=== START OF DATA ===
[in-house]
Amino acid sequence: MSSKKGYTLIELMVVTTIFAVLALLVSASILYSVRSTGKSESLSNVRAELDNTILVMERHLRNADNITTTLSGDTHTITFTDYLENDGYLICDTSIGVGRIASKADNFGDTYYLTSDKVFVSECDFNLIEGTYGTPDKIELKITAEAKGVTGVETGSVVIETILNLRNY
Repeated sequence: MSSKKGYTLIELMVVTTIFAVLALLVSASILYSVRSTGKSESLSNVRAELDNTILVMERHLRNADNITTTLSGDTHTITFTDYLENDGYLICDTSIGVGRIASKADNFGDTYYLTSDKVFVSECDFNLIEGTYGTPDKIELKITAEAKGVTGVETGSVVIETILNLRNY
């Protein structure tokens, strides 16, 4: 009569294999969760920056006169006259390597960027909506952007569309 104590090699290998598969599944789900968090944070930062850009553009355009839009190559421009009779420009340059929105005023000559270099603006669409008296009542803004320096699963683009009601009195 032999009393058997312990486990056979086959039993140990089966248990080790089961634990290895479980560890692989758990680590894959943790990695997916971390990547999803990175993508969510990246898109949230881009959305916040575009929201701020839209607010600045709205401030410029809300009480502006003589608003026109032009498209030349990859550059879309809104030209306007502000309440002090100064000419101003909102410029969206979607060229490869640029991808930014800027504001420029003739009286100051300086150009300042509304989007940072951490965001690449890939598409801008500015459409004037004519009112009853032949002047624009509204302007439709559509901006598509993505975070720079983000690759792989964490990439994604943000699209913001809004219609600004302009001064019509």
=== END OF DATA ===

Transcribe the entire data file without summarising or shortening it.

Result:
[in-house]
Amino acid sequence: MSSKKGYTLIELMVVTTIFAVLALLVSASILYSVRSTGKSESLSNVRAELDNTILVMERHLRNADNITTTLSGDTHTITFTDYLENDGYLICDTSIGVGRIASKADNFGDTYYLTSDKVFVSECDFNLIEGTYGTPDKIELKITAEAKGVTGVETGSVVIETILNLRNY
Repeated sequence: MSSKKGYTLIELMVVTTIFAVLALLVSASILYSVRSTGKSESLSNVRAELDNTILVMERHLRNADNITTTLSGDTHTITFTDYLENDGYLICDTSIGVGRIASKADNFGDTYYLTSDKVFVSECDFNLIEGTYGTPDKIELKITAEAKGVTGVETGSVVIETILNLRNY
């Protein structure tokens, strides 16, 4: 009569294999969760920056006169006259390597960027909506952007569309 104590090699290998598969599944789900968090944070930062850009553009355009839009190559421009009779420009340059929105005023000559270099603006669409008296009542803004320096699963683009009601009195 032999009393058997312990486990056979086959039993140990089966248990080790089961634990290895479980560890692989758990680590894959943790990695997916971390990547999803990175993508969510990246898109949230881009959305916040575009929201701020839209607010600045709205401030410029809300009480502006003589608003026109032009498209030349990859550059879309809104030209306007502000309440002090100064000419101003909102410029969206979607060229490869640029991808930014800027504001420029003739009286100051300086150009300042509304989007940072951490965001690449890939598409801008500015459409004037004519009112009853032949002047624009509204302007439709559509901006598509993505975070720079983000690759792989964490990439994604943000699209913001809004219609600004302009001064019509």